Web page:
Is Huntsman more electable than Romney?

Gamblers are more willing to bet their money that Huntsman can beat Obama than that Romney can.

Intrade runs betting markets on just about everything. Because people are putting money on the line, the current intrade share prices can be used to estimate the “common wisdom” among bettors about how likely something is.

The political markets are fun to watch. There’s a market for betting on the outcome of the 2012 presidential election and another for betting on the Republican nomination race. At present, the betting on Intrade leads to these predictions (sorted in descending order by the middle column):

Candidate Chance of being GOP nominee Chance of winning 2012 election
Romney 68.5% 34.2%
Paul 8.4% 4.9%
Gingrich 8.2% 3.1%
Huntsman 6.7% 3.4%
Perry 3.0% 1.0%

We can take this one step further. If you were to bet on a candidate’s chance of winning the general election in 2012, you would have to factor in that candidate’s chance of winning the nomination first. By fiddling with these numbers, we can estimate each candidate’s electability in the general election.

For example, if we divide Romney’s 34.2% chance of winning the general election by his 68.5% chance of winning the GOP nomination, then we infer that Intrade’s bettors believe that Romney has a 49.9% chance of beating Obama if he receives the nomination. (That is, 34.2/68.5=49.9). If he is the nominee, bettors believe Romney has a 49.9% chance of beating Obama.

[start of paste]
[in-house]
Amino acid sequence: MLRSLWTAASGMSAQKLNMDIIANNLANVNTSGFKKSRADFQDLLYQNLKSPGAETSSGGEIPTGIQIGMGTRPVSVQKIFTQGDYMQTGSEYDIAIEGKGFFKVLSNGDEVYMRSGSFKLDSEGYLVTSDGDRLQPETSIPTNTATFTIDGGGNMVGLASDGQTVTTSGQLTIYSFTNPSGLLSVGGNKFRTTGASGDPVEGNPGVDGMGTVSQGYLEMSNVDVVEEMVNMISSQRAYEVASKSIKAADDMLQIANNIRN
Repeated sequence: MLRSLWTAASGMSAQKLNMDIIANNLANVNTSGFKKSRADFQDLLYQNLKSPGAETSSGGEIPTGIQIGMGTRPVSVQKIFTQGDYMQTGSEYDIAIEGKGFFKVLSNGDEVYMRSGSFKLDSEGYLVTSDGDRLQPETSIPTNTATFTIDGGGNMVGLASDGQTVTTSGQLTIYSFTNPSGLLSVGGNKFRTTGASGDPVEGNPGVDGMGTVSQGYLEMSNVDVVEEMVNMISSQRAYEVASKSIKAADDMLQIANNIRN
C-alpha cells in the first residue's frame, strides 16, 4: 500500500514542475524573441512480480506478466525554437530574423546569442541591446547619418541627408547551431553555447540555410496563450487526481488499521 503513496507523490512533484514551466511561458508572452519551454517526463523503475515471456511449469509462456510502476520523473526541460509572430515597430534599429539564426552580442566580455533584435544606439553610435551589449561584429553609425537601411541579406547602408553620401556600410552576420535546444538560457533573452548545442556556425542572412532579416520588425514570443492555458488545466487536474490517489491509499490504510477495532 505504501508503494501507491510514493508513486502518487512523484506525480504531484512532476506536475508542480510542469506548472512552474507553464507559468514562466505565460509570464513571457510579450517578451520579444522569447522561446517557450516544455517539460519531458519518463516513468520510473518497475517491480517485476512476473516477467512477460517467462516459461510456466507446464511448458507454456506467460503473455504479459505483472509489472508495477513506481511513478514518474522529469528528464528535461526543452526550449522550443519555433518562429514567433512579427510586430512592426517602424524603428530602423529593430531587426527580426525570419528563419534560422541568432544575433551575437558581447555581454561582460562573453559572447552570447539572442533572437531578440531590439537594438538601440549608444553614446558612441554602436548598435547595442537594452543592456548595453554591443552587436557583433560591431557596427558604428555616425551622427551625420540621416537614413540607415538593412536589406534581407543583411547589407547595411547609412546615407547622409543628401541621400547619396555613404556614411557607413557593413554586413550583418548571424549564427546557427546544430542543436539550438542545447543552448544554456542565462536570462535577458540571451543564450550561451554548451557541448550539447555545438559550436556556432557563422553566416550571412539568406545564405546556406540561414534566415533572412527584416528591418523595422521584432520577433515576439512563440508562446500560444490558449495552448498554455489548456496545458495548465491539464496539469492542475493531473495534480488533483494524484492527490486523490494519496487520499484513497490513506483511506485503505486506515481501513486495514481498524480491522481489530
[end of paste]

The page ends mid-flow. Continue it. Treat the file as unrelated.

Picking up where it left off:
Let’s do that math for all these candidates. Here’s the result (in descending order):

Candidate Math Chance of beating Obama (if nominated)
Paul 4.9/8.4 58.3% chance
Huntsman 3.4/6.7 50.7% chance
Romney 34.2/68.5 49.9% chance
Gingrich 3.1/8.2 37.8% chance
Perry 1.0/3.0 33.3% chance

I question the result for Ron Paul. He has such an energized base that I wouldn’t be surprised if his supporters were irrationally optimistic about his odds. Hard to say.

But aside from Ron Paul, bettors believe that Huntsman is the most electable candidate. And in a result that may interest Utah readers, gamblers are more willing to bet their money that Huntsman can beat Obama than that Romney can. (Please, no jokes about $10,000 bets. I know. It’s tempting.)

I wrote a similar post back in June. Back then, Huntsman had a 48.0% chance of beating Obama, better than Romney’s 41.1%. Huntsman still has better odds against Obama, but Romney has closed the gap somewhat.

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About Adam Brown

Adam Brown is an assistant professor of political science at Brigham Young University and a research fellow with the Center for the Study of Elections and Democracy. You can learn more about him at his website.
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